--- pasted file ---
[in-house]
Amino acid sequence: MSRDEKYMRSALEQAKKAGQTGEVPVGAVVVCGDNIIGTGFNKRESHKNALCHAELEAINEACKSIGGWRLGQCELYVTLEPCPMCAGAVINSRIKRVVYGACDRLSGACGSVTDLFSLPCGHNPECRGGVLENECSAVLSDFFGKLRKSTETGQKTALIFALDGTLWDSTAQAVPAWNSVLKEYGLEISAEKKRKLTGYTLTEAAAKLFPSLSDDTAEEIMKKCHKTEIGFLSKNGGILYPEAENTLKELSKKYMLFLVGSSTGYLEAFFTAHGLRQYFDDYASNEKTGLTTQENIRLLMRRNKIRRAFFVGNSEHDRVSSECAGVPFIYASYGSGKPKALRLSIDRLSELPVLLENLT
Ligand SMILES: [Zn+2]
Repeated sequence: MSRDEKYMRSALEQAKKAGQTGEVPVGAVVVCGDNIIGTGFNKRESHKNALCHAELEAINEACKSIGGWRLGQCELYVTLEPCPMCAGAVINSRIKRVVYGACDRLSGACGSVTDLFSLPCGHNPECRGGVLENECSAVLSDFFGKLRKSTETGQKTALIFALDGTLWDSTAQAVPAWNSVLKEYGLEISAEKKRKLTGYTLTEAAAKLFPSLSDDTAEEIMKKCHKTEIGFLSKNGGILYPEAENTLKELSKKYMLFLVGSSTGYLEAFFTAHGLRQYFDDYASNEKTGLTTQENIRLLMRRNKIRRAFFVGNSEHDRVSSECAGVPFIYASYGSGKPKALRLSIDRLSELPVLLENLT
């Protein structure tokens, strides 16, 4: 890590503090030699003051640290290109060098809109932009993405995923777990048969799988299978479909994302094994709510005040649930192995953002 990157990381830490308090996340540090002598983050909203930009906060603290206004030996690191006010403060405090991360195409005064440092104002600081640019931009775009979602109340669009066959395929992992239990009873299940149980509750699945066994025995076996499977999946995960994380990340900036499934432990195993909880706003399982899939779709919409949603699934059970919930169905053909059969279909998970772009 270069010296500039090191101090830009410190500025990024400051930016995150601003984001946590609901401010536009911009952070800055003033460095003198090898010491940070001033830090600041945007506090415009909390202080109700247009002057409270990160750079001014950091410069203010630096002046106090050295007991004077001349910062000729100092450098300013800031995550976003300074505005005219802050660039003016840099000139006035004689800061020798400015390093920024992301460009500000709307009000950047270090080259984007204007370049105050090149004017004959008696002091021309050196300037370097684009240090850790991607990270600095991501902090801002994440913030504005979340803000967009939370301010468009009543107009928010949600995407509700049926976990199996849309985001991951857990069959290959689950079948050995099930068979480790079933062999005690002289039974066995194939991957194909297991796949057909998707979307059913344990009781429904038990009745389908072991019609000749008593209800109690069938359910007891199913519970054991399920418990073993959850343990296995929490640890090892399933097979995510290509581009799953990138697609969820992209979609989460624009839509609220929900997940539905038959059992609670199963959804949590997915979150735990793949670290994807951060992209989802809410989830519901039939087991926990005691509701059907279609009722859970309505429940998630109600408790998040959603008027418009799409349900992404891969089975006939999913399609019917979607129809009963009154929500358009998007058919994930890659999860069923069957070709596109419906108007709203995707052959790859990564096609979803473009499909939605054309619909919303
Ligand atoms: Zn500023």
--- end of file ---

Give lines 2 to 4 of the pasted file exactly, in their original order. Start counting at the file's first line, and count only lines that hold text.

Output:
Amino acid sequence: MSRDEKYMRSALEQAKKAGQTGEVPVGAVVVCGDNIIGTGFNKRESHKNALCHAELEAINEACKSIGGWRLGQCELYVTLEPCPMCAGAVINSRIKRVVYGACDRLSGACGSVTDLFSLPCGHNPECRGGVLENECSAVLSDFFGKLRKSTETGQKTALIFALDGTLWDSTAQAVPAWNSVLKEYGLEISAEKKRKLTGYTLTEAAAKLFPSLSDDTAEEIMKKCHKTEIGFLSKNGGILYPEAENTLKELSKKYMLFLVGSSTGYLEAFFTAHGLRQYFDDYASNEKTGLTTQENIRLLMRRNKIRRAFFVGNSEHDRVSSECAGVPFIYASYGSGKPKALRLSIDRLSELPVLLENLT
Ligand SMILES: [Zn+2]
Repeated sequence: MSRDEKYMRSALEQAKKAGQTGEVPVGAVVVCGDNIIGTGFNKRESHKNALCHAELEAINEACKSIGGWRLGQCELYVTLEPCPMCAGAVINSRIKRVVYGACDRLSGACGSVTDLFSLPCGHNPECRGGVLENECSAVLSDFFGKLRKSTETGQKTALIFALDGTLWDSTAQAVPAWNSVLKEYGLEISAEKKRKLTGYTLTEAAAKLFPSLSDDTAEEIMKKCHKTEIGFLSKNGGILYPEAENTLKELSKKYMLFLVGSSTGYLEAFFTAHGLRQYFDDYASNEKTGLTTQENIRLLMRRNKIRRAFFVGNSEHDRVSSECAGVPFIYASYGSGKPKALRLSIDRLSELPVLLENLT